Shale Daily / NGI All News Access

Pennsylvania Impact Fee Bill Could Head to Full Senate Next Week

Pennsylvania's potential adoption of a statewide impact fee on natural gas wells is poised to take another large step forward Wednesday (Oct. 26) when the state's Senate Appropriations Committee is scheduled to vote on Senate Bill (SB) 1100.

The legislation targeting Marcellus Shale development was introduced by Senate President Pro Tempore Joe Scarnati (R-Jefferson) in May and was marked up by the Environmental Resources and Energy Committee in June (see Shale Daily, June 15).

While similar to Gov. Tom Corbett's impact fee proposal (see Shale Daily, Oct. 4), which he unveiled earlier this month, SB 1100 does have some important differences. The marked-up amended version of the bill, obtained from lobbying firm Bigley and Blikle's Marcellus Minutes publication, shows that "price adjustment" and "volume adjustment" factors were struck from the legislation in June. What is left is a simple impact fee for all unconventional wells except marginal wells, which are classified as wells "incapable of producing 90,000 cubic feet of gas per day during a calendar month."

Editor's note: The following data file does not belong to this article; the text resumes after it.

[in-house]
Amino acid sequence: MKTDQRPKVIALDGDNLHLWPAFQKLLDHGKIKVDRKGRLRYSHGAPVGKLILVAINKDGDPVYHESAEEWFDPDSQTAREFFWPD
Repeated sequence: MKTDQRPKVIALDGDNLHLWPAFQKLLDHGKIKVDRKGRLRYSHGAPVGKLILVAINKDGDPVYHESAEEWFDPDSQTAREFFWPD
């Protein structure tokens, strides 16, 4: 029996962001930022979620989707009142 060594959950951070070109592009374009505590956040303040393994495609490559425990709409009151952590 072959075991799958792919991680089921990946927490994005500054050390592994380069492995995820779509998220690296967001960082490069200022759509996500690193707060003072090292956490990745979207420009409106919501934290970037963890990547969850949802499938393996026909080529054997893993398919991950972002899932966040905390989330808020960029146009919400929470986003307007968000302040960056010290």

The Senate Appropriations Committee could further amend the bill, but sources close to the issue believe the panel will vote on it Wednesday virtually unchanged. Following the vote, SB 1100 will likely head to the full Senate sometime next week.

With price and volume fee adjustments off the table, the amended fee schedule per well is:

Under the proposed fee base, the impact fee for a well that operated for 10 years would be $160,000.

The amended bill also changes how the state can spend money raised from the fee. It directs $1 million per year to the State Fire Commissioner to support training programs for first responders in Marcellus Shale districts and to purchase special equipment; creates a housing credit program; limits funding for several environmental initiatives; and encourages operators to use acid mine drainage instead of fresh water for drilling and hydraulic fracturing.

Monies would be distributed to counties and municipalities under a formula that takes into account how much unconventional well activity is occurring in the jurisdictions. Funds generated by the fee would also be disbursed to the Conservation District Fund to be distributed to county conservation districts.

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